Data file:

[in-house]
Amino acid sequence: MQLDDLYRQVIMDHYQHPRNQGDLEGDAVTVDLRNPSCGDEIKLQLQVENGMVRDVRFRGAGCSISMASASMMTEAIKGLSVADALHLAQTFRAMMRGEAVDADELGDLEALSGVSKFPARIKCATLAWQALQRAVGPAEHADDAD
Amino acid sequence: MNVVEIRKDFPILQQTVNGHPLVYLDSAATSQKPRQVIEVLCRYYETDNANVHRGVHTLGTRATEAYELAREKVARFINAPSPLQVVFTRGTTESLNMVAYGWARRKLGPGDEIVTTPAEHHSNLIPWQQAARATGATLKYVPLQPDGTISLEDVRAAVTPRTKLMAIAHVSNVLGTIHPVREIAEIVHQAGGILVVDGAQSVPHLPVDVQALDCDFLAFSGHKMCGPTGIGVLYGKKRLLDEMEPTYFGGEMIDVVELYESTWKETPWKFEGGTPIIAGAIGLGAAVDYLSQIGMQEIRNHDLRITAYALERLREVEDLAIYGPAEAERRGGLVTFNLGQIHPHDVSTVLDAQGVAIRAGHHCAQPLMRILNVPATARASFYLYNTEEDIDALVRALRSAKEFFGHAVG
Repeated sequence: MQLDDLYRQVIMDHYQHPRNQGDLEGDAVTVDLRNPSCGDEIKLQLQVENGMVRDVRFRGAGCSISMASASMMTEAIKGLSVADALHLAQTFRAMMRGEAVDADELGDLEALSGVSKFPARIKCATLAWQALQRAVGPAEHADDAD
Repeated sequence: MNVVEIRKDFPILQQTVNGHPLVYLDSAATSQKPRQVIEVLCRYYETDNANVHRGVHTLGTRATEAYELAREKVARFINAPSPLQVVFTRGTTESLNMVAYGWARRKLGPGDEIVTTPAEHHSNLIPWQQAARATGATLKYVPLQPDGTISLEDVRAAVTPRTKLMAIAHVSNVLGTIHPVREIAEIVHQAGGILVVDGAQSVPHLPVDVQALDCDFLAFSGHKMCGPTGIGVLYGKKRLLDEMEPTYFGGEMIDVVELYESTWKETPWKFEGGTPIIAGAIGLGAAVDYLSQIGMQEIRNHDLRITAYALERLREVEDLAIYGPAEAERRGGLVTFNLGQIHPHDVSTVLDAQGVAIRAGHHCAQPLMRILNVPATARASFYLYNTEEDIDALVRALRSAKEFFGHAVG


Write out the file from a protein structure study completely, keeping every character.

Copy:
[in-house]
Amino acid sequence: MQLDDLYRQVIMDHYQHPRNQGDLEGDAVTVDLRNPSCGDEIKLQLQVENGMVRDVRFRGAGCSISMASASMMTEAIKGLSVADALHLAQTFRAMMRGEAVDADELGDLEALSGVSKFPARIKCATLAWQALQRAVGPAEHADDAD
Amino acid sequence: MNVVEIRKDFPILQQTVNGHPLVYLDSAATSQKPRQVIEVLCRYYETDNANVHRGVHTLGTRATEAYELAREKVARFINAPSPLQVVFTRGTTESLNMVAYGWARRKLGPGDEIVTTPAEHHSNLIPWQQAARATGATLKYVPLQPDGTISLEDVRAAVTPRTKLMAIAHVSNVLGTIHPVREIAEIVHQAGGILVVDGAQSVPHLPVDVQALDCDFLAFSGHKMCGPTGIGVLYGKKRLLDEMEPTYFGGEMIDVVELYESTWKETPWKFEGGTPIIAGAIGLGAAVDYLSQIGMQEIRNHDLRITAYALERLREVEDLAIYGPAEAERRGGLVTFNLGQIHPHDVSTVLDAQGVAIRAGHHCAQPLMRILNVPATARASFYLYNTEEDIDALVRALRSAKEFFGHAVG
Repeated sequence: MQLDDLYRQVIMDHYQHPRNQGDLEGDAVTVDLRNPSCGDEIKLQLQVENGMVRDVRFRGAGCSISMASASMMTEAIKGLSVADALHLAQTFRAMMRGEAVDADELGDLEALSGVSKFPARIKCATLAWQALQRAVGPAEHADDAD
Repeated sequence: MNVVEIRKDFPILQQTVNGHPLVYLDSAATSQKPRQVIEVLCRYYETDNANVHRGVHTLGTRATEAYELAREKVARFINAPSPLQVVFTRGTTESLNMVAYGWARRKLGPGDEIVTTPAEHHSNLIPWQQAARATGATLKYVPLQPDGTISLEDVRAAVTPRTKLMAIAHVSNVLGTIHPVREIAEIVHQAGGILVVDGAQSVPHLPVDVQALDCDFLAFSGHKMCGPTGIGVLYGKKRLLDEMEPTYFGGEMIDVVELYESTWKETPWKFEGGTPIIAGAIGLGAAVDYLSQIGMQEIRNHDLRITAYALERLREVEDLAIYGPAEAERRGGLVTFNLGQIHPHDVSTVLDAQGVAIRAGHHCAQPLMRILNVPATARASFYLYNTEEDIDALVRALRSAKEFFGHAVG